Though ballooning inflation and dipping growth prospects are slowing the economy, Germany’s BMW and Mercedes-Benz are betting big on Indians’ voracious appetite for luxury cars.
While BMW has lined up a series of launches in new and existing segments, new sales initiatives and a capacity enhancement plan that can effectively double its production in India, Mercedes-Benz is gearing up to unveil new products and facelifts next year, largely aimed at sprucing up consumer sentiment and continuing with the growth trend.
Unfazed by the broader sluggishness in the passenger car market and riding on its stomping growth of 70 per cent year-to-date,
BMW, the biggest manufacturer and seller of luxury cars in India, is launching a luxury convertible next month. The Munich-headquartered company is likely to launch the Mini range of cars in the first half of next year. Though the sizes of the models are as big as Maruti’s Swift, they will cost four times the price of a Swift.
BMW India president Andreas Schaff says, “It’s the base segments that are the worst affected (by the slowdown), as buyers of these cars are more price-sensitive than those of luxury cars. Our buyers are extremely wealthy, so less dependent on macro-economic activities. We had put up targets for this year and almost every month, we have outperformed the estimates.”
The company sold 8,042 units in January-October, compared to 4,741 units in the same period last year, according to the Society of Indian Automobile Manufacturers (SIAM).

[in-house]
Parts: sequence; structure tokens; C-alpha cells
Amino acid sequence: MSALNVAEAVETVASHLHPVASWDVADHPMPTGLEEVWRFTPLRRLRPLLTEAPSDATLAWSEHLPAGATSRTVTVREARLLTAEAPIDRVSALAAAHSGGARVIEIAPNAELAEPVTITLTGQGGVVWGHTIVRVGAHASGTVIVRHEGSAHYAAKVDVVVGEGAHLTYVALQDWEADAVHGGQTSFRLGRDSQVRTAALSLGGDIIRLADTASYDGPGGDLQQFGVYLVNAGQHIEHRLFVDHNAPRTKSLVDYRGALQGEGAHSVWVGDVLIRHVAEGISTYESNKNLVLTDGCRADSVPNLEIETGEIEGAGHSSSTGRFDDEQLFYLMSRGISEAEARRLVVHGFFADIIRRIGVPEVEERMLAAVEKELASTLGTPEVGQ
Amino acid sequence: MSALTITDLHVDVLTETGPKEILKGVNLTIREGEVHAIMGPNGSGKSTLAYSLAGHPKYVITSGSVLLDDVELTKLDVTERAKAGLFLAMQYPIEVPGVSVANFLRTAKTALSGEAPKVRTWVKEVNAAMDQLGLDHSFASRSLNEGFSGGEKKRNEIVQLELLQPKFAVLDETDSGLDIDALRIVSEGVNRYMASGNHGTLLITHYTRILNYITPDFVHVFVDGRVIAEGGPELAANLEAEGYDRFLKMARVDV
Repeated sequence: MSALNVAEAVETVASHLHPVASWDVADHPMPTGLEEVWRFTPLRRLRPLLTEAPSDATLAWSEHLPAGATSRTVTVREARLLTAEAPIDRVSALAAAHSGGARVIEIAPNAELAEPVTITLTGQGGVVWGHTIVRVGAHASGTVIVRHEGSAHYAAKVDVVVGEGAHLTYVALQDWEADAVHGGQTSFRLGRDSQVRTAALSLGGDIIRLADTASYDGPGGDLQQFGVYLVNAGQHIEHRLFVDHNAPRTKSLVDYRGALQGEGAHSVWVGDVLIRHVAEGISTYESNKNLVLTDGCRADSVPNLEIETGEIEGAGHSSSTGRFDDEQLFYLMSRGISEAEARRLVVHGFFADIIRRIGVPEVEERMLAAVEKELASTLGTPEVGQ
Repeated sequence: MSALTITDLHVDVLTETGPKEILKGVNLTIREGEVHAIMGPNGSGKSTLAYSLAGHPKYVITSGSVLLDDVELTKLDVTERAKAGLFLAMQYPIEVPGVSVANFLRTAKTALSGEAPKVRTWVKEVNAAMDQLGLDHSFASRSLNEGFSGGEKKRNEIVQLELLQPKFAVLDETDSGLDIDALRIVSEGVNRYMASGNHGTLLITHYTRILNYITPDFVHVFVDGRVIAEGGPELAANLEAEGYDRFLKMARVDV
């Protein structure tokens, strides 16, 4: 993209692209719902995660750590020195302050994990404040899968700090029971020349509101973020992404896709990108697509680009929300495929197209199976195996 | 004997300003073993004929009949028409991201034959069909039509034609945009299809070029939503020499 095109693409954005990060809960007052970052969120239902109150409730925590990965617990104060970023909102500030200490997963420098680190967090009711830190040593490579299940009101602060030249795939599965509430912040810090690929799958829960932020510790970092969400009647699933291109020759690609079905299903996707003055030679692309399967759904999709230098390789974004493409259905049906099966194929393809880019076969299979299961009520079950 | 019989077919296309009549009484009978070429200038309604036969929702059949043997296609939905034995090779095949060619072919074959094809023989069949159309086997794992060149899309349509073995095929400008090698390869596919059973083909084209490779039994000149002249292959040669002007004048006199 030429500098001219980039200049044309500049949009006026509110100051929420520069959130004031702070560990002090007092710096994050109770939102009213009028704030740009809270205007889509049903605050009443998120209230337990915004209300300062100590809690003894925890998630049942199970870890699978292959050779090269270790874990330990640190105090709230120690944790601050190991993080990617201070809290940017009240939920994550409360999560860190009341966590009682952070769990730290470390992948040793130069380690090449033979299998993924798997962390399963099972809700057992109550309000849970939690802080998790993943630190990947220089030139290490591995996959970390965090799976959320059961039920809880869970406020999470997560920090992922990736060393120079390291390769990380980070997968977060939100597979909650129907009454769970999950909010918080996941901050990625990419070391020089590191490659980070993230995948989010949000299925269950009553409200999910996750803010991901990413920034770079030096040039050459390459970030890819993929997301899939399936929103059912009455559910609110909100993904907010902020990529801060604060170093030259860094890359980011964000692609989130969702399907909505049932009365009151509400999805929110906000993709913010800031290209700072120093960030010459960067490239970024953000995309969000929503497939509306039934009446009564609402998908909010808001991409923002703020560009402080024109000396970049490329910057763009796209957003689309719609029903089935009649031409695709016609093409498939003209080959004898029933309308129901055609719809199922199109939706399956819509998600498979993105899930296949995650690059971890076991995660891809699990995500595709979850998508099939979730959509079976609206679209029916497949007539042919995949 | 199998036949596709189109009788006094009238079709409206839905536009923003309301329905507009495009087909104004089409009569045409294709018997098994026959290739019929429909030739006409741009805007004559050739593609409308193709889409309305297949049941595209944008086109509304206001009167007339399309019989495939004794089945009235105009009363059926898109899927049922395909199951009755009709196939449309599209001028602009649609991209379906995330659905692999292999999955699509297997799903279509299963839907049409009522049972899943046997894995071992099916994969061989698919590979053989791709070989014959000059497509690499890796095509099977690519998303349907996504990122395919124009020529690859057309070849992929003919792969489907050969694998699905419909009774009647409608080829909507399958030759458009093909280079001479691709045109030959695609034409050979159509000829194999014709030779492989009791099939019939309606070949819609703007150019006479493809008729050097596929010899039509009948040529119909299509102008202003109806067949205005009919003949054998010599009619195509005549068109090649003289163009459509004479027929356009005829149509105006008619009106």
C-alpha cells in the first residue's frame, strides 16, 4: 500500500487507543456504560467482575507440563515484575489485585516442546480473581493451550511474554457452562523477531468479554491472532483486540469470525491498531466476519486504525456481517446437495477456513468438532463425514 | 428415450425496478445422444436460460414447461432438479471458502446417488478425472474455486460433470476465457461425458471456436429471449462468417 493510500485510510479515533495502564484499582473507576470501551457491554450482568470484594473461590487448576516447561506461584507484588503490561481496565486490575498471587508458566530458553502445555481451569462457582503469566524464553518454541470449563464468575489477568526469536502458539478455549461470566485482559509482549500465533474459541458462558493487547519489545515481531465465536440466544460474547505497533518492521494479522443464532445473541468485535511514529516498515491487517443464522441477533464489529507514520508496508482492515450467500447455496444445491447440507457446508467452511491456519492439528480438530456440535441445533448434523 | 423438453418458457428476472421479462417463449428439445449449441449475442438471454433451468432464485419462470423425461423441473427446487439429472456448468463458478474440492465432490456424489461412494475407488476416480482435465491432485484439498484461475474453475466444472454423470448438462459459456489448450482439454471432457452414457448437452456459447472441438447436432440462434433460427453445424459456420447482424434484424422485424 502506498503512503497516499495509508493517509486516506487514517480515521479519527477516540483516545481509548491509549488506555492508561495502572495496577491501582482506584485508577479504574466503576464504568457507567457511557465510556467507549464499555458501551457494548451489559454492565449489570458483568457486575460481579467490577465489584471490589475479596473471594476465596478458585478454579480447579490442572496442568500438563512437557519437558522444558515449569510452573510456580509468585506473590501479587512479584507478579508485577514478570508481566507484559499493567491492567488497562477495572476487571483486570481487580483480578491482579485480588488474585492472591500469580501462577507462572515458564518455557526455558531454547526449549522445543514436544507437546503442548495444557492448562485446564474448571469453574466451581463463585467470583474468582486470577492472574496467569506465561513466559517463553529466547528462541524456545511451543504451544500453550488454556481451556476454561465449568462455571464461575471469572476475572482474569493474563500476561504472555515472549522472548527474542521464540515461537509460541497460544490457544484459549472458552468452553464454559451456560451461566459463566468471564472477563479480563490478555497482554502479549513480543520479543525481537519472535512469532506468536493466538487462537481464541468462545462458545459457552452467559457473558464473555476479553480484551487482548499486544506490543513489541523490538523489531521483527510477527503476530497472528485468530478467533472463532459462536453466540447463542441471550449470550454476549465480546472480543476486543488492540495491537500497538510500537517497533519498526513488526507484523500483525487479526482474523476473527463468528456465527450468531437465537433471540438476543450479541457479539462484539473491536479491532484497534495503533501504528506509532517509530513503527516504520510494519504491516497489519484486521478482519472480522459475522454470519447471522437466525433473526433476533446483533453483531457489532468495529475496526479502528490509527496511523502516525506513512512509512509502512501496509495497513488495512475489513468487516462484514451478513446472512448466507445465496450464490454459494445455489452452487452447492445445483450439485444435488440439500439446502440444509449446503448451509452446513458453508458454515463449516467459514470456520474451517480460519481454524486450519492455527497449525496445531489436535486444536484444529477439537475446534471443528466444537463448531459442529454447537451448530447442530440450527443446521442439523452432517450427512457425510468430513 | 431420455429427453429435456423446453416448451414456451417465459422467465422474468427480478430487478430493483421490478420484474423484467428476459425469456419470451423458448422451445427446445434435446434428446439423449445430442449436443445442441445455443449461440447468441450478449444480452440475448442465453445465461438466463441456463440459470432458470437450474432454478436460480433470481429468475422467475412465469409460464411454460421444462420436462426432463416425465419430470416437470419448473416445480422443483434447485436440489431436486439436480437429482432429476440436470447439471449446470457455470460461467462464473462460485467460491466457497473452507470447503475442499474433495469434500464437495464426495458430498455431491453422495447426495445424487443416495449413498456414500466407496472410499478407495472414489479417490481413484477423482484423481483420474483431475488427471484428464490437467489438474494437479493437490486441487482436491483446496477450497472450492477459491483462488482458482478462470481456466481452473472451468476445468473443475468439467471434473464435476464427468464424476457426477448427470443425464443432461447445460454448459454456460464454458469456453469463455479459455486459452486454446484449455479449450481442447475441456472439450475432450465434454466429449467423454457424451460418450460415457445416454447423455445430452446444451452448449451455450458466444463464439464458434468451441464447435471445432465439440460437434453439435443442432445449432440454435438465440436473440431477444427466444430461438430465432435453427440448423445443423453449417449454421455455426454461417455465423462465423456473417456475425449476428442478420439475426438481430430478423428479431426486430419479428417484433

The growth has prompted BMW to explore adding another shift at its assembly plant in Chennai, in addition to a supplementary assembly line, which will raise productions significantly from the present levels of 10,000 units a year.
Mercedes-Benz, former leader of the luxury car segment in India, is likely to launch two-three new models next year. While its second-highest selling model in India, C-Class, is likely to get a facelift, the R-Class crossover may get a diesel engine.
It is confident of clocking sales of 7,000 units this year, 25 per cent more than last year. Sales in January-September grew 23 per cent to 5,634 units, according to SIAM.
Mercedes-Benz India managing director and chief executive officer Peter Honegg says, “We will achieve our targets this year. We will sell around 7,000 units this year, compared to last year’s sales of 5,600 units. It’s definitely above our internal targets.”
Anticipating a trend towards diesel models, Merc has started increasing the supply of such cars since January. This is one of the reasons why the slowdown has not impacted the company. “We have changed our product portfolio in the direction of diesel. Earlier, we used to sell 30-40 per cent petrol products. Now, the share of petrol is just 20 per cent. We are offering more and more diesel products. The first five-six months the market will be flat and, then, we will come back to a normal growth rate next year,” says Honegg.
The high growth rates for BMW, Mercedes and Audi (Audi grew 92 per cent by selling 4,718 units in January-September) have come at a time when passenger car sales overall have declined by five per cent (April-October). Honegg says, “It’s not that we are not impacted at all. There has been high growth rate in the first six months and then, in the second half, the growth rate has been shrinking, though definitely not to the extent of the total market.”